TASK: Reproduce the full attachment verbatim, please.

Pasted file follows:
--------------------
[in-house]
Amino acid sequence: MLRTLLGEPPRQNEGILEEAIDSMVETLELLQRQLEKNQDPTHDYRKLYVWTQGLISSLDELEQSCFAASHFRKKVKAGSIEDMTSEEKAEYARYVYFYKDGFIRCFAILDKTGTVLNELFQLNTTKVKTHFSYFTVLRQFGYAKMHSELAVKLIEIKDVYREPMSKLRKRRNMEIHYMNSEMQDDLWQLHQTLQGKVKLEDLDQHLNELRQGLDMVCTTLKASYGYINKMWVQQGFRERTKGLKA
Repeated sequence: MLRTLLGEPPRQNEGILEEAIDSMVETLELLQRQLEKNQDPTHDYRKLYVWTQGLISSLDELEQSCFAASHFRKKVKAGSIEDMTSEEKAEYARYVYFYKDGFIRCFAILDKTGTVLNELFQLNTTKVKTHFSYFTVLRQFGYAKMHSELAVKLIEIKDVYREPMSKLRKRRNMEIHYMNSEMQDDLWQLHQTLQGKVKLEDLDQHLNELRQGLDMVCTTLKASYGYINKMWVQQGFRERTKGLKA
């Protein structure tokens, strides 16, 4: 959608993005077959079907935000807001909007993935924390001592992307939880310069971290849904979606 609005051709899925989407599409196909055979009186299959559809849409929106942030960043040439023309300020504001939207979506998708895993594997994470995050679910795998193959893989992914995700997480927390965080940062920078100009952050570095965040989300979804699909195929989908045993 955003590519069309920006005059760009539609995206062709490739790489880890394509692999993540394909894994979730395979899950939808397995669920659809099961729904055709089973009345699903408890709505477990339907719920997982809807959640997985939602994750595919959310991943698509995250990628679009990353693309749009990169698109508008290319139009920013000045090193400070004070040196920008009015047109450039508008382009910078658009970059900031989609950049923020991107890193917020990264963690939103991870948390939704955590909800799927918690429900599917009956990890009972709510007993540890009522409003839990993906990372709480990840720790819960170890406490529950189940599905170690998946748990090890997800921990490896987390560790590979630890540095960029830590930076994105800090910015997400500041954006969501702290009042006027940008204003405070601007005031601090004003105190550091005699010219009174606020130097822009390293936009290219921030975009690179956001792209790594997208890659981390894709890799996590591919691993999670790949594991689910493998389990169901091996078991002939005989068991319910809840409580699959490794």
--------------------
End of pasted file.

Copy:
[in-house]
Amino acid sequence: MLRTLLGEPPRQNEGILEEAIDSMVETLELLQRQLEKNQDPTHDYRKLYVWTQGLISSLDELEQSCFAASHFRKKVKAGSIEDMTSEEKAEYARYVYFYKDGFIRCFAILDKTGTVLNELFQLNTTKVKTHFSYFTVLRQFGYAKMHSELAVKLIEIKDVYREPMSKLRKRRNMEIHYMNSEMQDDLWQLHQTLQGKVKLEDLDQHLNELRQGLDMVCTTLKASYGYINKMWVQQGFRERTKGLKA
Repeated sequence: MLRTLLGEPPRQNEGILEEAIDSMVETLELLQRQLEKNQDPTHDYRKLYVWTQGLISSLDELEQSCFAASHFRKKVKAGSIEDMTSEEKAEYARYVYFYKDGFIRCFAILDKTGTVLNELFQLNTTKVKTHFSYFTVLRQFGYAKMHSELAVKLIEIKDVYREPMSKLRKRRNMEIHYMNSEMQDDLWQLHQTLQGKVKLEDLDQHLNELRQGLDMVCTTLKASYGYINKMWVQQGFRERTKGLKA
């Protein structure tokens, strides 16, 4: 959608993005077959079907935000807001909007993935924390001592992307939880310069971290849904979606 609005051709899925989407599409196909055979009186299959559809849409929106942030960043040439023309300020504001939207979506998708895993594997994470995050679910795998193959893989992914995700997480927390965080940062920078100009952050570095965040989300979804699909195929989908045993 955003590519069309920006005059760009539609995206062709490739790489880890394509692999993540394909894994979730395979899950939808397995669920659809099961729904055709089973009345699903408890709505477990339907719920997982809807959640997985939602994750595919959310991943698509995250990628679009990353693309749009990169698109508008290319139009920013000045090193400070004070040196920008009015047109450039508008382009910078658009970059900031989609950049923020991107890193917020990264963690939103991870948390939704955590909800799927918690429900599917009956990890009972709510007993540890009522409003839990993906990372709480990840720790819960170890406490529950189940599905170690998946748990090890997800921990490896987390560790590979630890540095960029830590930076994105800090910015997400500041954006969501702290009042006027940008204003405070601007005031601090004003105190550091005699010219009174606020130097822009390293936009290219921030975009690179956001792209790594997208890659981390894709890799996590591919691993999670790949594991689910493998389990169901091996078991002939005989068991319910809840409580699959490794």